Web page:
Claire Connolly, 28, of Chevy Chase, Md., one of four mid-amateurs in the field and one of two who qualified for the championship, carded a 1-under 71. Connolly, an account executive for Maui Jim Sunglasses, previously worked part-time in the golf shop at Columbia Country Club, site of this year’s U.S. Girls’ Junior, and she also caddies at Congressional Country Club, site of the 2011 U.S. Open.

A couple of other notables had decidedly different results in Round 1. Reigning NCAA champion and world No. 2 Rachel Heck, one of three players just named to the 2021 USA Curtis Cup Team, opened with a 2-over 74, while Holmdel, N.J., teenager, Megha Ganne, the low amateur in this year’s U.S. Women’s Open, had a disappointing 79.

Savannah Barber and Alexa Saldana, who won the U.S. Women’s Amateur Four-Ball title in April, shot 78 and 81, respectively.

Two-time USGA champion Erica Shepherd (2017 U.S. Girls’ Junior, 2019 U.S. Women’s Amateur Four-Ball) shot a 2-over 74.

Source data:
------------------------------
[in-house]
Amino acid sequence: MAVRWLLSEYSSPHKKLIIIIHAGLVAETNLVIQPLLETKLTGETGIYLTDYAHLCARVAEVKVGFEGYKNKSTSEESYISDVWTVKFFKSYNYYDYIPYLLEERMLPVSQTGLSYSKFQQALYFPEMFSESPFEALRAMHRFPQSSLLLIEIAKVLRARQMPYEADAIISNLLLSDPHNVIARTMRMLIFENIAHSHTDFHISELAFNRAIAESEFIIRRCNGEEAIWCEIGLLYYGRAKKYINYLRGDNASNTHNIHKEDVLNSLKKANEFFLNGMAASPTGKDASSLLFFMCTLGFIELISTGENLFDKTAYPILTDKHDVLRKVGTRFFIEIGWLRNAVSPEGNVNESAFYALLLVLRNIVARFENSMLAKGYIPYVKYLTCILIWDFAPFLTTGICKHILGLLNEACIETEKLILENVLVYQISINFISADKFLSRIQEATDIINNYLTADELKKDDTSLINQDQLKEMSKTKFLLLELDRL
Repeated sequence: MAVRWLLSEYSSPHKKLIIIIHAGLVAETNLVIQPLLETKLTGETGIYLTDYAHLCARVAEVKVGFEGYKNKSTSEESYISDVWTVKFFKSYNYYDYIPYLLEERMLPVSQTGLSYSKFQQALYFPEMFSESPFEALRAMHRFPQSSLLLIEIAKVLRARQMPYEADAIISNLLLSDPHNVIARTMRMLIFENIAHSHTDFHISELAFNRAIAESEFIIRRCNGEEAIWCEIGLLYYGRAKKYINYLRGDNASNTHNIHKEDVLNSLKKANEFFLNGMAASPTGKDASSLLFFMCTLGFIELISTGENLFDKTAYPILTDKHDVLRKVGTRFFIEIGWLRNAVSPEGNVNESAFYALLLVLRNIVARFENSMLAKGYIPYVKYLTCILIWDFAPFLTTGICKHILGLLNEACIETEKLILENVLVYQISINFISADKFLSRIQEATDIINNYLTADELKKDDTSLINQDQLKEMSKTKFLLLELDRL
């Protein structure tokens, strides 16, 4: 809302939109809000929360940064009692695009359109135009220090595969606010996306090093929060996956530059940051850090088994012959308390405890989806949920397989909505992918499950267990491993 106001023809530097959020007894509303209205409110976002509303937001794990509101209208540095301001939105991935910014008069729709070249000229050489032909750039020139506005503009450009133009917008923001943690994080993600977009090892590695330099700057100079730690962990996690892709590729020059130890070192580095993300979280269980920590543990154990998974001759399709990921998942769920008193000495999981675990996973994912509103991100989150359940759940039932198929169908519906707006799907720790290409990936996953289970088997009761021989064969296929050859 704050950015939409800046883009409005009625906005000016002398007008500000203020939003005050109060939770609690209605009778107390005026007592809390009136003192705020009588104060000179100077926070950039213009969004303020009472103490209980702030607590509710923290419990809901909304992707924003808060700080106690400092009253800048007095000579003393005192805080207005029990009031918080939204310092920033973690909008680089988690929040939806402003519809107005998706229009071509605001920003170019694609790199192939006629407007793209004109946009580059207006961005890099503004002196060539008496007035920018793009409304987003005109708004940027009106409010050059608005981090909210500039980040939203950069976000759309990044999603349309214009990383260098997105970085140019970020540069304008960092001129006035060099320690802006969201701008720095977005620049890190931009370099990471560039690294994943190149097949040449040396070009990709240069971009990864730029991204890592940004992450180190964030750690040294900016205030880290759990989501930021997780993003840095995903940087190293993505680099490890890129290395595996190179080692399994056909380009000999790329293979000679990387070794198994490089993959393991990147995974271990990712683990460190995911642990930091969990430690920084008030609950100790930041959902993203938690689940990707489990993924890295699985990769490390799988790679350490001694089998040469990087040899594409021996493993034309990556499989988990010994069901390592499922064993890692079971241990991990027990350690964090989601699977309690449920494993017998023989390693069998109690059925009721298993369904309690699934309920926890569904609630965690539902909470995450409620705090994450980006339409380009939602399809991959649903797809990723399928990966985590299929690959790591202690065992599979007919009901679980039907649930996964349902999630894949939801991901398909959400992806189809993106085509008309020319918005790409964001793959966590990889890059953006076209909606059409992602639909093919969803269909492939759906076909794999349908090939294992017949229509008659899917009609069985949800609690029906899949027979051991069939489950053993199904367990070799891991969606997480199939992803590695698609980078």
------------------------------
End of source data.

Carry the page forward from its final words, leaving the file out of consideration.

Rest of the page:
Two-time U.S. Senior Women’s Amateur champion Lara Tennant (2018, 2019), coming off a tie for 29th in the U.S. Senior Women’s Open that concluded Sunday up the road at Brooklawn C.C. in Fairfield, Conn., registered a first-round 79. Tennant has her husband, Bob, on the bag this week after having one of her daughters do the honors last week. Alvaro Ortiz, who captured the 2019 Latin America Amateur Championship, is serving as the caddie for Brooke Matthews, a fellow Razorback from the University of Arkansas. Ortiz registered his first professional victory in March on the PGA Tour Latinoamerica. His older brother, Carlos, just tied for 42nd in the Olympics. The stroke average for Round 1 was 76.69.

Results: U.S. Women's Amateur
WinSCJensen CastleWest Columbia, SC2000
Runner-upChinese TaipeiYu-Chiang (Vivian) HouChinese Taipei1500
SemifinalsTNRachel HeckMemphis, TN1000
SemifinalsArgentinaValentina RossiArgentina1000
QuarterfinalsThailandKan BunnabodeeThailand700

View full results for U.S. Women's Amateur

ABOUT THE U.S. Women's Amateur

The U.S. Women's Amateur, the third oldest of the USGA championships, was first played in 1895 at Meadowbrook Club in Hempstead, N.Y. The event is open to any female amateur who has a USGA Handicap Index not exceeding 5.4. The Women's Amateur is one of 14 national championships conducted annually by the USGA, 10 of which are strictly for amateurs.